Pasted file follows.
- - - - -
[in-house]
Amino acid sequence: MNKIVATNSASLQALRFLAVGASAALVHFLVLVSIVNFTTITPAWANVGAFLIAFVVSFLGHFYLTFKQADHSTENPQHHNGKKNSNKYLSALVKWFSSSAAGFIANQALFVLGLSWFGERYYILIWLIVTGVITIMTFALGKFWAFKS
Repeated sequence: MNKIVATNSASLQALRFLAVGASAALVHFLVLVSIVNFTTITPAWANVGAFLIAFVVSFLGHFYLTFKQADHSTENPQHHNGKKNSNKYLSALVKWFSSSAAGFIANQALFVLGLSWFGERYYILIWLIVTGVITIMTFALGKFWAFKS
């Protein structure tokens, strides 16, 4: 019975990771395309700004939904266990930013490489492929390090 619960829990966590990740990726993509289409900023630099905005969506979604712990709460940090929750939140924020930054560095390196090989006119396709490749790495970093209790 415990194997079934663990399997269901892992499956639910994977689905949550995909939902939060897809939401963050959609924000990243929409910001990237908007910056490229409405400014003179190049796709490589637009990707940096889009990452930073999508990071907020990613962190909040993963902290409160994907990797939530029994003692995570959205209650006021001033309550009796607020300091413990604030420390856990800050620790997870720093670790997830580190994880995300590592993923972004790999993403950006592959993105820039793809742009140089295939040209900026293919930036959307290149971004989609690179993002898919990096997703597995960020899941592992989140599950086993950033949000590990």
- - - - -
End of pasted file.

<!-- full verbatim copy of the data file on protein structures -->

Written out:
[in-house]
Amino acid sequence: MNKIVATNSASLQALRFLAVGASAALVHFLVLVSIVNFTTITPAWANVGAFLIAFVVSFLGHFYLTFKQADHSTENPQHHNGKKNSNKYLSALVKWFSSSAAGFIANQALFVLGLSWFGERYYILIWLIVTGVITIMTFALGKFWAFKS
Repeated sequence: MNKIVATNSASLQALRFLAVGASAALVHFLVLVSIVNFTTITPAWANVGAFLIAFVVSFLGHFYLTFKQADHSTENPQHHNGKKNSNKYLSALVKWFSSSAAGFIANQALFVLGLSWFGERYYILIWLIVTGVITIMTFALGKFWAFKS
């Protein structure tokens, strides 16, 4: 019975990771395309700004939904266990930013490489492929390090 619960829990966590990740990726993509289409900023630099905005969506979604712990709460940090929750939140924020930054560095390196090989006119396709490749790495970093209790 415990194997079934663990399997269901892992499956639910994977689905949550995909939902939060897809939401963050959609924000990243929409910001990237908007910056490229409405400014003179190049796709490589637009990707940096889009990452930073999508990071907020990613962190909040993963902290409160994907990797939530029994003692995570959205209650006021001033309550009796607020300091413990604030420390856990800050620790997870720093670790997830580190994880995300590592993923972004790999993403950006592959993105820039793809742009140089295939040209900026293919930036959307290149971004989609690179993002898919990096997703597995960020899941592992989140599950086993950033949000590990």